These are adults that enjoy games, but don’t play them very much. They most likely had a Wii. They probably bought a PS4 or Xbox One (most likely a PS4) and played a few hardcore games like Call of Duty, but will go long stretches without playing anything on the console.
Probability Stadia can attract these people? Medium to high, dependent on the games available.
Screen choice - Somewhat Important. They’ll mostly play games on the TV, but it’ll be nice to have the option every once in a while to be able to play a game in bed on their laptop. Most of these people won’t play their games outside the home.
Easy game access - Important. If it’s easy and fast for them to try out the latest big release that will be a selling point for this crowd.
Low barrier to entry - Important. These people like games, but not that much. So being able to play the latest and greatest every once in a while for a low platform cost is a big selling point.
Amazing graphics - Somewhat Important. These are adults who enjoy technology and like being wow’d, but graphics aren’t the most important thing.
Different business model - Important. Similar to low barrier to entry, the ability to play a multitude of games at a low price will be very compelling. They don’t want to commit $60 for the next Call of Duty but it’d be nice to play it for a few hours for a low cost to see what the fuss is about.
These are people where gaming is one of their primary hobbies and will self identify as a “gamer”. They are very discerning on where they spend their gaming money and time.
Probability Stadia can attract these people? Low to High dependent on the cost, games available, the video quality and the latency.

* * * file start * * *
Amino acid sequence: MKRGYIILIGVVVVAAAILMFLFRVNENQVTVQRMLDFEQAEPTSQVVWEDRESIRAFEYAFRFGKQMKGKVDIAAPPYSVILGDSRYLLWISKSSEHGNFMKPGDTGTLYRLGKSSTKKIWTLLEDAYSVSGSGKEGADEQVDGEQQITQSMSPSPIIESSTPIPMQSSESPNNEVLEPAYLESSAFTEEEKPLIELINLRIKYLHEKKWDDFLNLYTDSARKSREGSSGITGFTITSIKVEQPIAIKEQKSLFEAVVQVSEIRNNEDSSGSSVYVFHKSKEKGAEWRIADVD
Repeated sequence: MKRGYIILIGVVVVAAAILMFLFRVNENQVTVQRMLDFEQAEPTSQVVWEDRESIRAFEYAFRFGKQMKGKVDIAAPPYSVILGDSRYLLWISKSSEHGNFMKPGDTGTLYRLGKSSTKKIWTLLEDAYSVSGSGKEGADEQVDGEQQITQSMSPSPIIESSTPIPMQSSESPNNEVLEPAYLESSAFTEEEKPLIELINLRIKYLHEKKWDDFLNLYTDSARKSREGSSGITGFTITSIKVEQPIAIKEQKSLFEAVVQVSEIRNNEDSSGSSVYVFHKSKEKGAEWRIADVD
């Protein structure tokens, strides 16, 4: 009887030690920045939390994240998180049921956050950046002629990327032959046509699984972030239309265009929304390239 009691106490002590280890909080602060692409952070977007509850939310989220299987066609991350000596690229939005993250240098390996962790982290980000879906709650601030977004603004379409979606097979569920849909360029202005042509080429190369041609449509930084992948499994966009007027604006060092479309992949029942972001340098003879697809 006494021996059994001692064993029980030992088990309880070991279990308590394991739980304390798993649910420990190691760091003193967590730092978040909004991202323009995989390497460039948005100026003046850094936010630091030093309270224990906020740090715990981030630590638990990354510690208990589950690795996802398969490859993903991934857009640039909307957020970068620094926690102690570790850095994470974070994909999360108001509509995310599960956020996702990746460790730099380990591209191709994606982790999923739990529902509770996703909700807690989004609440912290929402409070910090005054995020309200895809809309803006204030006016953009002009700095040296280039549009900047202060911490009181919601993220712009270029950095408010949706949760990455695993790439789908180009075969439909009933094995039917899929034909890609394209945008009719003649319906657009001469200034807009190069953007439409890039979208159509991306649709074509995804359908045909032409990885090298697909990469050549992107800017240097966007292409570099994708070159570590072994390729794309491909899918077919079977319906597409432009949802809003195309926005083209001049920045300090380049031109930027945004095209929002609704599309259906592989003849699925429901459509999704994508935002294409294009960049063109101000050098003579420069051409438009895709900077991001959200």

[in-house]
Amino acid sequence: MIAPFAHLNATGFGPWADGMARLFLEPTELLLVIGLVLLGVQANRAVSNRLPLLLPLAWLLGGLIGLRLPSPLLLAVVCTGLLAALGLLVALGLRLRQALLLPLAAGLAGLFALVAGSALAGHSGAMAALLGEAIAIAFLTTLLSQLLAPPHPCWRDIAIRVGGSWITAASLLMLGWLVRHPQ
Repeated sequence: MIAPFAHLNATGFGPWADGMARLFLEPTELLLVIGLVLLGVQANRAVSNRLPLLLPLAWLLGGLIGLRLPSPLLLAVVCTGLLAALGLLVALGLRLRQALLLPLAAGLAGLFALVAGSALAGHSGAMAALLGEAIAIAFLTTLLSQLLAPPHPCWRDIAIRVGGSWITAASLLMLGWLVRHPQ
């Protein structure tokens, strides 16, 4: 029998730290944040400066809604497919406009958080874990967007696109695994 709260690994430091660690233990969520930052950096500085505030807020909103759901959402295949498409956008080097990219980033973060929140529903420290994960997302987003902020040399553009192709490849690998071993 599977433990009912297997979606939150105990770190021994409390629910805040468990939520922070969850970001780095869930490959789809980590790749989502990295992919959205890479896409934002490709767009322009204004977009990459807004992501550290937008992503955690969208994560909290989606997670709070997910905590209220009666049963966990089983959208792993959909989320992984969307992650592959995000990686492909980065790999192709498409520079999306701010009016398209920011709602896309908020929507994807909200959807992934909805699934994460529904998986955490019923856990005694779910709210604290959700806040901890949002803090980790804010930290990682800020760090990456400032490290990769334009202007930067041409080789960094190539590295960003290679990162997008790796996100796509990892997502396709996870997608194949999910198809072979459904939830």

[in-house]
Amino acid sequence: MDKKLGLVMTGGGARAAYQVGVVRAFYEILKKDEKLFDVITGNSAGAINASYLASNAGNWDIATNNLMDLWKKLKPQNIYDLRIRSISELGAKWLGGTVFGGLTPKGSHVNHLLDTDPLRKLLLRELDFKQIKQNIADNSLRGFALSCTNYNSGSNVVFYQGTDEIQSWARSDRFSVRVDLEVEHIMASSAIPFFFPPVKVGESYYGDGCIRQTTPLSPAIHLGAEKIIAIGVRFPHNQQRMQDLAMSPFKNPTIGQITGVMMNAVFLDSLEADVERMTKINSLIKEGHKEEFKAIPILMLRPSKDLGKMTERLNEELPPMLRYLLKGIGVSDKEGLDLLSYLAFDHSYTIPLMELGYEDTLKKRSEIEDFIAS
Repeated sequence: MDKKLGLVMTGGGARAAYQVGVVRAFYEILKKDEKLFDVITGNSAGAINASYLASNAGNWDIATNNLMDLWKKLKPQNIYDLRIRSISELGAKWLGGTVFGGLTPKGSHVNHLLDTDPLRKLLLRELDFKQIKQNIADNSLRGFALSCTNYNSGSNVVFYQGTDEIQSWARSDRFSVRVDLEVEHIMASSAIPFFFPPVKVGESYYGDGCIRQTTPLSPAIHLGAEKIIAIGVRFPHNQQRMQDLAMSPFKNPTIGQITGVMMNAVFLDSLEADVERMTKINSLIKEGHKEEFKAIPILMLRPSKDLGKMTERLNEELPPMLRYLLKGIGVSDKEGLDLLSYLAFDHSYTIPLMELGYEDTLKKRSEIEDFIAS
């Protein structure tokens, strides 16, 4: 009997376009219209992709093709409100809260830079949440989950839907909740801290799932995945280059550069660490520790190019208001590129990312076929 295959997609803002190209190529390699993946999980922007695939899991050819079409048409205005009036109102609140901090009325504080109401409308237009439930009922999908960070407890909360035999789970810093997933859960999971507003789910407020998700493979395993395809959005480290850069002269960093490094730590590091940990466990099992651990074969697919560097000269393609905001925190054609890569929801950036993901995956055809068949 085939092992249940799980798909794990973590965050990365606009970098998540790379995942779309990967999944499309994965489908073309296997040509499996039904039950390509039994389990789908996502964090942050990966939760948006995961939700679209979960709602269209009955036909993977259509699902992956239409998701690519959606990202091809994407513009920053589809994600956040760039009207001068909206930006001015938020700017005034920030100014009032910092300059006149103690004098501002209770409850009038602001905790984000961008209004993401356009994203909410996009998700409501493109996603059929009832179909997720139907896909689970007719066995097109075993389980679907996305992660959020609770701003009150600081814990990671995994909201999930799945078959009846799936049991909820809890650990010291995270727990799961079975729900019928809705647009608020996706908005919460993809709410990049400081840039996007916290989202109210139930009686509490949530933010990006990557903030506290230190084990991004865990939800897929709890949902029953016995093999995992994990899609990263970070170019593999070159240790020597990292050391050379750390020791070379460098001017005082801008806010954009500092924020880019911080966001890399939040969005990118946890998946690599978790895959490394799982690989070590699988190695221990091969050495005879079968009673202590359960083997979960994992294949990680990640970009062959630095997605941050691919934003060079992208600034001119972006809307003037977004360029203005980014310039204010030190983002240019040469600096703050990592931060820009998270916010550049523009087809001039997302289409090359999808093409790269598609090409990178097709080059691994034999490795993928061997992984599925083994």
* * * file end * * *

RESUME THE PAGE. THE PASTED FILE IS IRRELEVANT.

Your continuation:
Screen choice - Somewhat Important. They’ll mostly play games on their TV or PC, but again, it’ll be nice to have the option to play on their laptop, or at a friend’s Chromecast. The ability to play the same game outside the home will be compelling IF the quality of the experience is acceptable over mobile.
Easy game access - Somewhat Important. This group will usually have longer gaming sessions, so the initial startup time of 5 seconds vs 1 minute isn’t a big deal in a 2 hour session.
Low barrier to entry - Important. Gaming is a primary hobby for these people so the less they spend on hardware leaves more money for software.
Amazing graphics - Important. These are the people that drive the graphics and gaming industry forward. The key thing here is what the video quality is actually like with Stadia.
Different business model - Important. If they can play the same number of games for the same amount of time for a cheaper cost then that will be compelling.
People in developing countries that are Hardcore or Occasional gamers.
Probability Stadia can attract these people? High
Getting access to the latest and greatest for an affordable price will be incredibly compelling to people in emerging markets (South America, Russia, India, Middle East, Africa).
The industry will expand. This is a good thing.
I’m assuming that due to Stadia’s model it will be the cheapest way to play modern, high fidelity games. That is most enticing to kids and gamers in emerging markets even if the game library isn’t strong. If we look at PUBG mobile + Fortnite players that gives us a ballpark of audience size, which is somewhere in the 200M-300M range.
This initial audience will be large enough that Stadia will see a steady stream of B-tier games, which will keep kids + emerging market gamers satisfied. For Google this will be enough to make Stadia a financial success, but not enough to supplant and replace the traditional platforms (consoles + PC).
The industry will make more money as more developers will be able to easily tap into this larger market. This will then slowly entice the larger publishers to develop for Stadia, which will in turn bring in the occasional gamers (1-2 years post launch), and then eventually the hardcore gamers (2-3 years post launch).
Nintendo will lose customers, but not a threatening amount.
Sony will be threatened by losing emerging market gamers. This will be significant, but Sony will still be fine in NA, Europe and Japan.
Microsoft in the medium to long term has the most to worry about as their core base is most susceptible to move to Stadia.
Current PC gamers may move to Stadia but it will take time as they’ll wait for their current hardware to become obsolete before moving over.
Developers making kid games, or games for emerging markets should 100% aim to launch on Stadia as soon as they can.
Developers making core and hardcore games should wait 12-18 months post launch (unless Google provides an incentive) to make sure the porting effort is worth it.